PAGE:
A primary goal of Prime Minister Justin Trudeau’s invoking of the Emergencies Act is help curtail funding to Ottawa demonstrators, officials have said.

And Trudeau has pointed out that some people in the US as well as elsewhere are funneling funding to the protesters.

“We see that roughly half of the funding that is flowing to the barricaders here is coming from the United States. The goal of all measures, including financial measures in the Emergencies Act, is to deal with the current threat only, and to get the situation fully under control.”

Meanwhile, officials in US are concerned that similar unrest may arise in Washington, DC, as President Joe Biden prepares for the State of the Union address on March 1.

The US Capitol Police has begun coordinating with local, state and federal law enforcement agencies in anticipation of a potential trucker convoy descending on Capitol Hill. The preparation efforts include Washington’s Metropolitan Police Department, the United States Park Police, the United States Secret Service and the DC National Guard.

Canadian authorities carried out a massive operation at Ottawa's city center for protesters and trucks Friday

Organizers face charges

Several people arrested earlier this week have been charged in the protests, which in recent weeks have evolved from opposition to a trucker vaccine mandate to encompassing a disdain for all Covid-19 safety measures.

Patrick James King, 44, of Red Deer, Alberta, was arrested Friday, according to Ottawa Police.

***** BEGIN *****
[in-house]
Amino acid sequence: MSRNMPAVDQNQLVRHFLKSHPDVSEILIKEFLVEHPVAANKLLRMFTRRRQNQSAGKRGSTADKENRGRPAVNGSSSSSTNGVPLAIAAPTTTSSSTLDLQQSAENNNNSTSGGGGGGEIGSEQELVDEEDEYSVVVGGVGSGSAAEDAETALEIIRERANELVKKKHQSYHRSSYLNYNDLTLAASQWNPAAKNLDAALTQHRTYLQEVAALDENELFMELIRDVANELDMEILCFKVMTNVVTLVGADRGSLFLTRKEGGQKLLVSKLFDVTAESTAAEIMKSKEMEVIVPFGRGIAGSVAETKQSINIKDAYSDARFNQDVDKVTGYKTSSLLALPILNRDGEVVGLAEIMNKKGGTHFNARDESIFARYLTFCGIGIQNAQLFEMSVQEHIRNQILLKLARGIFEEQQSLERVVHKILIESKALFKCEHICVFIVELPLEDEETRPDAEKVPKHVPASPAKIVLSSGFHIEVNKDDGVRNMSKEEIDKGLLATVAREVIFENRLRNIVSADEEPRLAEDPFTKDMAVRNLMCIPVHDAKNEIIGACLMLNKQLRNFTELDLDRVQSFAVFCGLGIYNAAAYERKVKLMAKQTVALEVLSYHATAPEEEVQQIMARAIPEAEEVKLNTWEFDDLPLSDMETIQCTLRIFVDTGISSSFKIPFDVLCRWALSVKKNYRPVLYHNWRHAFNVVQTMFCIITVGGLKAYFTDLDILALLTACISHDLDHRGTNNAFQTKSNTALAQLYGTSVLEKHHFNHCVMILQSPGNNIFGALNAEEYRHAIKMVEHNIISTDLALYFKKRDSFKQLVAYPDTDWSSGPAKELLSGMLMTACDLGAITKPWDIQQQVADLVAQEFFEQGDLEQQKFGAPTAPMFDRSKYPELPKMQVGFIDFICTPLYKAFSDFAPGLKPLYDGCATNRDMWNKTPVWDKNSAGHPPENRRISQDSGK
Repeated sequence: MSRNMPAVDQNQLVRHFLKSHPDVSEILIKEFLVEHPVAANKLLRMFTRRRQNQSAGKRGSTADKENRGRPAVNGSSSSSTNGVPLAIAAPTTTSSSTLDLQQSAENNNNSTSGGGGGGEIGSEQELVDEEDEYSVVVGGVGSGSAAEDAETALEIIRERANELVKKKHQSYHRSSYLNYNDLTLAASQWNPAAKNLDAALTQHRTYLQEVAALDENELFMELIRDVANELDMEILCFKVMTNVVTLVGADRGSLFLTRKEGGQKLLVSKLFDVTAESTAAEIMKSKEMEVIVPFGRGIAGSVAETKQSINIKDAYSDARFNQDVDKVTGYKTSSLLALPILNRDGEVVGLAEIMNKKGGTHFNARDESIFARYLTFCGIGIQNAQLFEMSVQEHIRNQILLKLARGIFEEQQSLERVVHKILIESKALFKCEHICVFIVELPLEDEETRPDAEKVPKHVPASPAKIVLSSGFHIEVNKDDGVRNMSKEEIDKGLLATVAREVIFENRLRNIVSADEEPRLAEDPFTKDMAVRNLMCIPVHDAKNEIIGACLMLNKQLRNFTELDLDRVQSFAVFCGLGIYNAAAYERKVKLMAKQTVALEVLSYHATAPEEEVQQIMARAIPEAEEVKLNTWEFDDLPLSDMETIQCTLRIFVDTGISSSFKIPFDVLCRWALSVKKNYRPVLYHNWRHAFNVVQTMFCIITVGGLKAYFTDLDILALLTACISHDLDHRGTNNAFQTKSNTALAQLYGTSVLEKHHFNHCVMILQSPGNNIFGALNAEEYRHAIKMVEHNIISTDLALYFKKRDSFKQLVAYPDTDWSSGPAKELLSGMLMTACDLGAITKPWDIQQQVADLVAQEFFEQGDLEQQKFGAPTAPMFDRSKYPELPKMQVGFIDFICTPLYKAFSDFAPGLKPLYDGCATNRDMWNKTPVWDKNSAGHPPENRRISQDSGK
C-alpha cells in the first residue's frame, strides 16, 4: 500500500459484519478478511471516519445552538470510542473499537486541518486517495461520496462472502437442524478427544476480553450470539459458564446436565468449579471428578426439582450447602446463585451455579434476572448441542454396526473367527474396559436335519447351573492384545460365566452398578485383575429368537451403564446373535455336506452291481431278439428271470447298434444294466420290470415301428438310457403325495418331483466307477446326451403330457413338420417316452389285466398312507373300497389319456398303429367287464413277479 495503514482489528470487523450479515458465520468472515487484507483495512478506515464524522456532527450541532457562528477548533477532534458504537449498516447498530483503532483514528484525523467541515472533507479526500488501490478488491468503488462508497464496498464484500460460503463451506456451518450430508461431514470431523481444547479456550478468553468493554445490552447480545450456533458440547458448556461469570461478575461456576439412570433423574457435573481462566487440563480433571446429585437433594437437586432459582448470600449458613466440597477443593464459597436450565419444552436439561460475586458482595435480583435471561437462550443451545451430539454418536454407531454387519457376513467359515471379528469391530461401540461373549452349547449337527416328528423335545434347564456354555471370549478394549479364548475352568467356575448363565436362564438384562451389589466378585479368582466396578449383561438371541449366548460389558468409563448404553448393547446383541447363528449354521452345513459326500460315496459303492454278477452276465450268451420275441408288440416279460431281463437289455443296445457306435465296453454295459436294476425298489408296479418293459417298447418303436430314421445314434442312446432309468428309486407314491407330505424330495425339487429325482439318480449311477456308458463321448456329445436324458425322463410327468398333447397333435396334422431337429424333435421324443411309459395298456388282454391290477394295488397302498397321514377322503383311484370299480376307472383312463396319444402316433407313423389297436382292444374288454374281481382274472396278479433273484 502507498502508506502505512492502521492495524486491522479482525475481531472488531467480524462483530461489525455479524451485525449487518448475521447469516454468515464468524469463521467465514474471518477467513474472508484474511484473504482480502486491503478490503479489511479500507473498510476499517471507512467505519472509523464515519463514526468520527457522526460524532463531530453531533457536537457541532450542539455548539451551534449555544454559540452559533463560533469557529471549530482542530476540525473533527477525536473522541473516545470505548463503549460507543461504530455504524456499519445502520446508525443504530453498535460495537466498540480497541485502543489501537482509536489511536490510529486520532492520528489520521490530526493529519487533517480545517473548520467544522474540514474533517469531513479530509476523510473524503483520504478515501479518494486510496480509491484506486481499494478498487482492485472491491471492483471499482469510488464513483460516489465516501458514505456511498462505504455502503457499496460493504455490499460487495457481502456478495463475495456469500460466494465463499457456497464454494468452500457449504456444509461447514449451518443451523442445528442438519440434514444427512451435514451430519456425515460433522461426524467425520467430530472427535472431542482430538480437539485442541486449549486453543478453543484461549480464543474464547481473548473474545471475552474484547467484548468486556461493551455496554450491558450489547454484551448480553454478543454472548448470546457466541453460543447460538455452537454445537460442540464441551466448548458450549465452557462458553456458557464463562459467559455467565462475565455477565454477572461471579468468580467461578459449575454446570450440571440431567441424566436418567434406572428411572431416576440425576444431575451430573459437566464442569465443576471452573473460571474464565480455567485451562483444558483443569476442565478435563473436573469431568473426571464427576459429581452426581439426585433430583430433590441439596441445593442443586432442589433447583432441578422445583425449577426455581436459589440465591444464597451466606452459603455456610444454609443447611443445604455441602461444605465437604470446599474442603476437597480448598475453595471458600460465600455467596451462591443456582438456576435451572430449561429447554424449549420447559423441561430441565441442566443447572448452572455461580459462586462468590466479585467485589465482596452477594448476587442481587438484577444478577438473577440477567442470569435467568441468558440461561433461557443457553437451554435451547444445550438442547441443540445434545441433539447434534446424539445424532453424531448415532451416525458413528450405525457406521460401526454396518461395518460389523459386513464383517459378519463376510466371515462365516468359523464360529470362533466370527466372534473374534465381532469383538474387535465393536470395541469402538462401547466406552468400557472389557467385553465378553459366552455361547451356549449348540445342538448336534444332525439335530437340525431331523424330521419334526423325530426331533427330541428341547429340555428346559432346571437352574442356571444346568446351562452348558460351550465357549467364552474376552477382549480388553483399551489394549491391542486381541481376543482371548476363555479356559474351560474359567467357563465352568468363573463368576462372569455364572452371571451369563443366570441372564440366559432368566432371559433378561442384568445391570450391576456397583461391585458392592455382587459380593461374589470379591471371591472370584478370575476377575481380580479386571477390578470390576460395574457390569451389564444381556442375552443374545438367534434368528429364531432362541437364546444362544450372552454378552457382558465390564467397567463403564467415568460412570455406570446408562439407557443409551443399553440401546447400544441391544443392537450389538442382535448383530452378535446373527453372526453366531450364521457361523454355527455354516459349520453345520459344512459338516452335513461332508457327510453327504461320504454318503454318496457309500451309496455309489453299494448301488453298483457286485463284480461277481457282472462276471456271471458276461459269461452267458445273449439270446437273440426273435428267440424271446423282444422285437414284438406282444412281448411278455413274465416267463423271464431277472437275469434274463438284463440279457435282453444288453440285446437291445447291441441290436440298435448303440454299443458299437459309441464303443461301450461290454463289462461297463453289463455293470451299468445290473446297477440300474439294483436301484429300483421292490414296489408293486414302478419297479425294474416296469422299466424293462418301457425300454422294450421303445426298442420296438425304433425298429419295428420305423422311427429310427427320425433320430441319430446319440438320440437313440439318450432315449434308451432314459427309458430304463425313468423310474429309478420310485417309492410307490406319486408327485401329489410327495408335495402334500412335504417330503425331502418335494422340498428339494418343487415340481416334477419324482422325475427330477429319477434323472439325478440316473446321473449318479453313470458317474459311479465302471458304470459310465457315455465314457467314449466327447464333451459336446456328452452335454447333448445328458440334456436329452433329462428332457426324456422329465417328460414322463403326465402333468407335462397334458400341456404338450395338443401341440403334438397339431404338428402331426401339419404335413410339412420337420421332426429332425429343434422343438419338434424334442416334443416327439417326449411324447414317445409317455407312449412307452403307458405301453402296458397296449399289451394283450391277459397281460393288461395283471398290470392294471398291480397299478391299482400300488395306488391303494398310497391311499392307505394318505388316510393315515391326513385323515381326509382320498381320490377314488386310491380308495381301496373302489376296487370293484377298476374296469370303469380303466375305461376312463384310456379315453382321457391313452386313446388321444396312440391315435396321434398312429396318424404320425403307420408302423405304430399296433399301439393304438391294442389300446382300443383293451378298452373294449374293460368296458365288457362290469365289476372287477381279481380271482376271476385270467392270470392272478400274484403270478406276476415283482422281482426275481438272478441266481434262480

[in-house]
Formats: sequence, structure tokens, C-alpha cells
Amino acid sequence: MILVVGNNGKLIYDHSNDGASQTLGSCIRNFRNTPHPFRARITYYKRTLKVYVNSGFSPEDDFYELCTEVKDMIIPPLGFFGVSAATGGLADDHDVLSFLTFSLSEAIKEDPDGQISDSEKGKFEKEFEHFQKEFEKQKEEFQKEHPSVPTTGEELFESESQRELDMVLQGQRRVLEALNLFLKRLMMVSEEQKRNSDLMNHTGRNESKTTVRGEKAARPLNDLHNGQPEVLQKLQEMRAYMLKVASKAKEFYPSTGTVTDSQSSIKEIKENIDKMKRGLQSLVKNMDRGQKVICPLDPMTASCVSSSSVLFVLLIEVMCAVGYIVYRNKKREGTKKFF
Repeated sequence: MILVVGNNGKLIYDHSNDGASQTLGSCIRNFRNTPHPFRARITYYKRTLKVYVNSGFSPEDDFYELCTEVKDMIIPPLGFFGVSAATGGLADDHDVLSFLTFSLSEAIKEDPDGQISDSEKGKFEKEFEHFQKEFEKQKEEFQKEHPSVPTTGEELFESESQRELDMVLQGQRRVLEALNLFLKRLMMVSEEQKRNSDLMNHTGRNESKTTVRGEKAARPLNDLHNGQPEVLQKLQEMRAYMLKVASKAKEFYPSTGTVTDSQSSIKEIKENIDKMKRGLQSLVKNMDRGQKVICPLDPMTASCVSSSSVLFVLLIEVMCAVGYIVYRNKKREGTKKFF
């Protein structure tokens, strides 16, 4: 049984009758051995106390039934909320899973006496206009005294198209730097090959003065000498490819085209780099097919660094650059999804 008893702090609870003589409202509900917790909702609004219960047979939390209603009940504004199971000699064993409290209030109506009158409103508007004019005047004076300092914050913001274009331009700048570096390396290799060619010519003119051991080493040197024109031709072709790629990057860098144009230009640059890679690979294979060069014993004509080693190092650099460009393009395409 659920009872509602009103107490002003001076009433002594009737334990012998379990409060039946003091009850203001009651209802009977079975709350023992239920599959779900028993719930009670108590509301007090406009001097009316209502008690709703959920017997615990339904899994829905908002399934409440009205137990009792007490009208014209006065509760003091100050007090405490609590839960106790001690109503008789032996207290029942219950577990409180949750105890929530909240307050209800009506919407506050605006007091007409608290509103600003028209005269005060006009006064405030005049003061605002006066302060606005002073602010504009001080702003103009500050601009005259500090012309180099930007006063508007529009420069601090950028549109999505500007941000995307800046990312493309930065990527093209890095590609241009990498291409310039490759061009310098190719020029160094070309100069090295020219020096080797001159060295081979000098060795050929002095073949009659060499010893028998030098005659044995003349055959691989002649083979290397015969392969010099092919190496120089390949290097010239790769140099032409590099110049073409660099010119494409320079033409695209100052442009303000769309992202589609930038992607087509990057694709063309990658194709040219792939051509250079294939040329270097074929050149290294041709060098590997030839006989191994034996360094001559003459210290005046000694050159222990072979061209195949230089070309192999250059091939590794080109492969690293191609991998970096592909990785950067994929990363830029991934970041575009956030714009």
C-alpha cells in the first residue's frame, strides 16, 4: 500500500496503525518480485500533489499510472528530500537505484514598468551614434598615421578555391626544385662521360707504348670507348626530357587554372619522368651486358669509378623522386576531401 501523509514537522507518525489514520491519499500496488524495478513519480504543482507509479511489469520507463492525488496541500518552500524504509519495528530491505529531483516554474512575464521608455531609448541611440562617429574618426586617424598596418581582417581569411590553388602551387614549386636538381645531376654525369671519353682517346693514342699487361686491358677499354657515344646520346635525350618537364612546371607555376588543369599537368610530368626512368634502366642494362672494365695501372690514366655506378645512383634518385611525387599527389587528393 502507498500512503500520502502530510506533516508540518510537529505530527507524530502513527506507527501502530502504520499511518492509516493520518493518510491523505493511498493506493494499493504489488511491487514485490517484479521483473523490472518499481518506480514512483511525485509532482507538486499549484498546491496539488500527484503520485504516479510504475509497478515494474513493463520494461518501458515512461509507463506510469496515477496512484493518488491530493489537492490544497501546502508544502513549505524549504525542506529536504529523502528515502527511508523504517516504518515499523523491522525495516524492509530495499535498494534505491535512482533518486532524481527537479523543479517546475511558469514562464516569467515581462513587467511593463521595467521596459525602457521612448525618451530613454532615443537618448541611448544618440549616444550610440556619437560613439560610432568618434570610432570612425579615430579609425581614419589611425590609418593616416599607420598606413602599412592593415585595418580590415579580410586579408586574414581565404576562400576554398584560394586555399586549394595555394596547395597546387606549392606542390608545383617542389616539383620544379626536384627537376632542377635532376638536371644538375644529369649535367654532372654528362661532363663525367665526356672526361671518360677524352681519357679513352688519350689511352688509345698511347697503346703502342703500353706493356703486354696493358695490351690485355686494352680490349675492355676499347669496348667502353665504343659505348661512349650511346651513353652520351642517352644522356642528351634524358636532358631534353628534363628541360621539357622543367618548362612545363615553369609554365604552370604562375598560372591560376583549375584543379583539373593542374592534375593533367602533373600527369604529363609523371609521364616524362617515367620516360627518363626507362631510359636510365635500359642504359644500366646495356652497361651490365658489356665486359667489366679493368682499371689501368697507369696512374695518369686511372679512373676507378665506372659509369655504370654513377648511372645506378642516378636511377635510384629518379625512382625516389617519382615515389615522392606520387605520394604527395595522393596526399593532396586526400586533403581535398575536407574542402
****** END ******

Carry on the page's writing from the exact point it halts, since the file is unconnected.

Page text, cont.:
King is charged by the Criminal Investigations Section with mischief, counseling to commit the offense of mischief, counseling to commit the offense of disobeying court order, and counseling to commit the offense of obstructing police.

King will appear in court on Saturday.

He is the third organizer to be arrested by law enforcement in Ottawa.

On Friday, Ottawa police confirmed the arrests of organizers Tamara Lich, 49, and Christopher John Barber, 46.

Fact check: Strong majority of Canadians oppose convoy protests, poll after poll finds

Lich was charged with counseling to commit the offense of mischief and Barber has been charged with counseling to commit the offense of mischief, counseling to commit the offense of disobeying a court order, and counseling to commit the offense of obstructing police.

Barber had a contested bail hearing Friday, attorney Diane Magas said in an email to CNN. He was released on the condition that he leave Ottawa and a bond, she added. Lich is scheduled to appear in court Saturday morning for her arraignment.

This week, blockades to border crossings in Alberta and Ontario culminated in arrests being made as police cleared the areas. Four people have been charged with conspiracy to commit murder at the blockade at Coutts, Alberta, and multiple weapons and rounds of ammunition were seized.

CNN’s Paula Newton, Paradise Afshar, Travis Caldwell, Raja Razek, Chris Boyette, Amir Vera, Chuck Johnston and Jenn Selva contributed to this report.